One neighbour shared a response he had from Network Rail, saying the crossing was being closed because a reconfiguration of the signalling would mean it was more likely to be blocked by freight trains waiting to access the main line. Trains typically wait for half an hour before leaving and entering the branch line. In June 2015, a derailment on the branch line damaged track and signalling on the main Blackheath-Charlton line.

In recent years Network Rail has closed many foot crossings on railway lines for safety concerns. The only other crossing left like it in London is in Hanwell, west London, on another freight line which serves the river.

But the sleepy crossing has seen a new lease of life in recent years with the construction of over 200 homes on the Thorn Lighting site at the south end of Fairthorn Road, with a further 330 homes now being built on the rest of the site.

Fairthorn Road development
So near, yet so far: Westcombe Park station can be seen behind the substation on the Fairthorn Road development

Many of these homes overlook the Greenwich railway line and are within sight of Westcombe Park station, but no provision was made to improve access to the station with residents left to depend on the foot crossing.

Footpaths have less legal protection in inner London than in the rest of England. In the 2000s, a developer built housing – now called Bellfield Close – between Charlton Road and Old Dover Road, permanently blocking a path which had only been designated a cycle route a few years before.

11.30pm update: A petition against the closure has been launched.


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Greenwich Council looks at building new homes on woodland site

Gollogolly Terrace
Greenwich Council is looking for plots to build council homes

Greenwich Council is investigating the possibility of building new homes on woodland between Charlton Church Lane and Elliscombe Road, it has emerged.

Residents who live in nearby Nadine Street have been sent letters to let them know that surveyors will be coming to look at the undeveloped sites.

Gollogoly Terrace
Part of the land site behind housing at Gollogoly Terrace

Greenwich recently announced its biggest house-building programme since the early 1980s, and while The Charlton Champion understands that while development here is not thought to be likely, the council is examining all possible locations.

Greenwich Council letter
Residents recently received this letter from the council

It is widely believed that the land is contaminated – one comment on The Charlton Champion‘s Instagram page says that residents in the former Coutts House block, built in the early 1970s but demolished 30 years later, were once tested for lead poisoning with residents warned not to stray onto the land.

The Warren
The land stretches up to Coombe Lodge, off Elliscombe Road

The council’s cabinet recently agreed to sell some contaminated land at The Heights, on the other side of Charlton Church Lane, to developer Pocket Living, with the intention that Pocket would pay for the clean-up.

The Warren
Much of the site is overgrown and is believed to be contaminated

Greenwich Council said: “The council has an ambitious target to build 750 new council homes, and is considering a number of sites across the borough. We have written to residents to advise them that in order to consider whether a site is suitable, it is necessary to undertake some surveying and due diligence work. More information will be available once appropriate sites have been identified.”

If you know more about this mysterious piece of land, please let us know in the comments below.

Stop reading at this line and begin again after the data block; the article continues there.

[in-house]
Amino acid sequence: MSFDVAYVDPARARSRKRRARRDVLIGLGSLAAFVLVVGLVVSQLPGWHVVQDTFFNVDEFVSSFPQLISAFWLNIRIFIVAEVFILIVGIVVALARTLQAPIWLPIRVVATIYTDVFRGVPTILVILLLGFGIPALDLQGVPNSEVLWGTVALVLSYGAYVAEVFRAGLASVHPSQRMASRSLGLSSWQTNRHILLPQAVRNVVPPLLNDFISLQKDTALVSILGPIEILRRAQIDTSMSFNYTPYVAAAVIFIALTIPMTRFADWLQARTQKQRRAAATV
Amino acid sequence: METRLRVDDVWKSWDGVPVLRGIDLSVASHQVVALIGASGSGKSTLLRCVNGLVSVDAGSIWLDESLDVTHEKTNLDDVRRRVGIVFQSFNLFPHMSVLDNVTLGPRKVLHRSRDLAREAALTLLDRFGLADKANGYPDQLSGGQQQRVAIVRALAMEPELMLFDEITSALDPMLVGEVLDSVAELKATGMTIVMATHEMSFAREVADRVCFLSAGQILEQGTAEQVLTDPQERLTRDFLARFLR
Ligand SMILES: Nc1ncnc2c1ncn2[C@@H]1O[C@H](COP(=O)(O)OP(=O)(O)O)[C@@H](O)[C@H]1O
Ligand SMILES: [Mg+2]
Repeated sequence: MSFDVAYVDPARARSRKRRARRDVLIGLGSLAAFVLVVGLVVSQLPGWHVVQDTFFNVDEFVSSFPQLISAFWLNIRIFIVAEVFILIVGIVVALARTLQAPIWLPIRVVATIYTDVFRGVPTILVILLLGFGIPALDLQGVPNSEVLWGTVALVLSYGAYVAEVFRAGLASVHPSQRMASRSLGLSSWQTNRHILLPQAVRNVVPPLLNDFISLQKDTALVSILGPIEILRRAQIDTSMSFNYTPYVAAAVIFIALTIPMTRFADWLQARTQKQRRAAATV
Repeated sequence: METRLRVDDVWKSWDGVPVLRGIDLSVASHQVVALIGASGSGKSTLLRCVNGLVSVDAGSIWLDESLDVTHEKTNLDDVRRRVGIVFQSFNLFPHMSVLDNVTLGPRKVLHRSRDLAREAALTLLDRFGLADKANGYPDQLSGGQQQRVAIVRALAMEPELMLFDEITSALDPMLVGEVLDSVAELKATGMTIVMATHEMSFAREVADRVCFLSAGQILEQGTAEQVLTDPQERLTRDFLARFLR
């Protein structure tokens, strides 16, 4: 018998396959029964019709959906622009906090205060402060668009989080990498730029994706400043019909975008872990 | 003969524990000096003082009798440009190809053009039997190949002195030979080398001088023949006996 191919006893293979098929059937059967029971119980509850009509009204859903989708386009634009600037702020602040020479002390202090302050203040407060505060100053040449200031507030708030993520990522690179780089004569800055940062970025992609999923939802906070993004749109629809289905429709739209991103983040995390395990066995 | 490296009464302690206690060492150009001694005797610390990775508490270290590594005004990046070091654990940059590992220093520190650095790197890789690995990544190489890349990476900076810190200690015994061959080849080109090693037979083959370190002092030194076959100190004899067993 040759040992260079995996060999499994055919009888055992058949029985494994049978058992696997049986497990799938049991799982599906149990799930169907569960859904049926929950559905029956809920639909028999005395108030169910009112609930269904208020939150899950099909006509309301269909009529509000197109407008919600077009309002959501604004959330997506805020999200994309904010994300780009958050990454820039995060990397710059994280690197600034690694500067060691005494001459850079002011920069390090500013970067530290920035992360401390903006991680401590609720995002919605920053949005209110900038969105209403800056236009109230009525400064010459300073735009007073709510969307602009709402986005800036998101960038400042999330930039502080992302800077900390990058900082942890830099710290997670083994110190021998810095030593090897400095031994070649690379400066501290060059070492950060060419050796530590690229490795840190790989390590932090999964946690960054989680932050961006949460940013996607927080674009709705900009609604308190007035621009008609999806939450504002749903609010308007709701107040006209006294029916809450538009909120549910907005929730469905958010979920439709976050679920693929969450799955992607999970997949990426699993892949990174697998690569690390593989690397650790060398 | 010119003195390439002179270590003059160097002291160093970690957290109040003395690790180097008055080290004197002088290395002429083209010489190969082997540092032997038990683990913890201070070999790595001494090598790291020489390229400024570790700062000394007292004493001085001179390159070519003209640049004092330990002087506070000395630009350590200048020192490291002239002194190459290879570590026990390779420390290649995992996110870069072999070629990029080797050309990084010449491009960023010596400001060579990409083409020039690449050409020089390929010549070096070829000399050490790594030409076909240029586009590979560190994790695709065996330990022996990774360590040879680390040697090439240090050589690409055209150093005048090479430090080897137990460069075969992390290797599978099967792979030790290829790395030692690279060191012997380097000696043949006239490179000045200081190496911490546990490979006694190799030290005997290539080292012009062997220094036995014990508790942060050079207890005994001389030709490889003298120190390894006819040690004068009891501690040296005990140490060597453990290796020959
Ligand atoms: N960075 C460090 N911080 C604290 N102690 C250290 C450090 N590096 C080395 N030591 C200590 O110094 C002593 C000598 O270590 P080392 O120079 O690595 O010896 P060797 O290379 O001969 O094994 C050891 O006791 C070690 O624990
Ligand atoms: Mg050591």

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We can’t afford floodlights for Charlton skate park, Greenwich Council says

Charlton skate park
The skate park opened in October 2017 – but has no lighting (photo: Neil Clasper)

Greenwich Council says it doesn’t have the money to install floodlights at the skate park in Charlton Park, after 344 people signed a petition calling on the authority to light up the facility.

The skate park, which opened in October 2017, currently has no lighting so can’t be used safely after dark. It was built with £365,000 of money from developer Berkeley Homes after it built on a previous facility in Woolwich.

But the Friends of Charlton Park and Greenwich Skatepark Cooperative raised safety concerns about the poor lighting in the area, and presented a petition to the council in December calling for low level lighting to be installed. Safety concerns have increased since then following the break-in at the Old Cottage Cafe last month.

However, the response to the petition says the council “has no funding for the costs of installing the lighting”.

Instead, the council has suggested that the Friends of Charlton Park seek external funding for the floodlighting. “It was agreed in principle subject to public consultation, planning consent and that planning and installation costs being secured by the Friends Group that floodlights for the skate park and outdoor gym could be installed,” a report to be presented to next Wednesday’s full council meeting says.

“However, it was recognised that this could take a couple of years to achieve due to uncertainty regarding funding being secured.”

The Friends of Charlton Park has also been asked to monitor usage of the skate park and outdoor gym to demonstrate how busy they are.

Security in the park has also become a bigger issue after the break-in at the Old Cottage Cafe last month.

The response, however, is likely to generate even more disquiet about how the council spends funding from developers – known as Section 106 money, which is used to mitigate the impact of development in an area and contribute to community projects and facilities.

Greenwich Council is currently sitting on hundreds of thousands of pounds from developers of schemes nearby which could fund improved lighting. Figures released this month show that the construction of Primark and other stores on Bugsbys Way, for example, means £125,000 is available for public safety projects, with £41,752 for public realm projects (“30 Bugsbys Way” in this document.) Meanwhile, £53,000 is available for public safety projects following the construction of the new housing at the end of Fairthorn Road (“40 Victoria Way”) – a figure agreed seven years ago. (Those figures will be discussed at a cabinet meeting this evening.)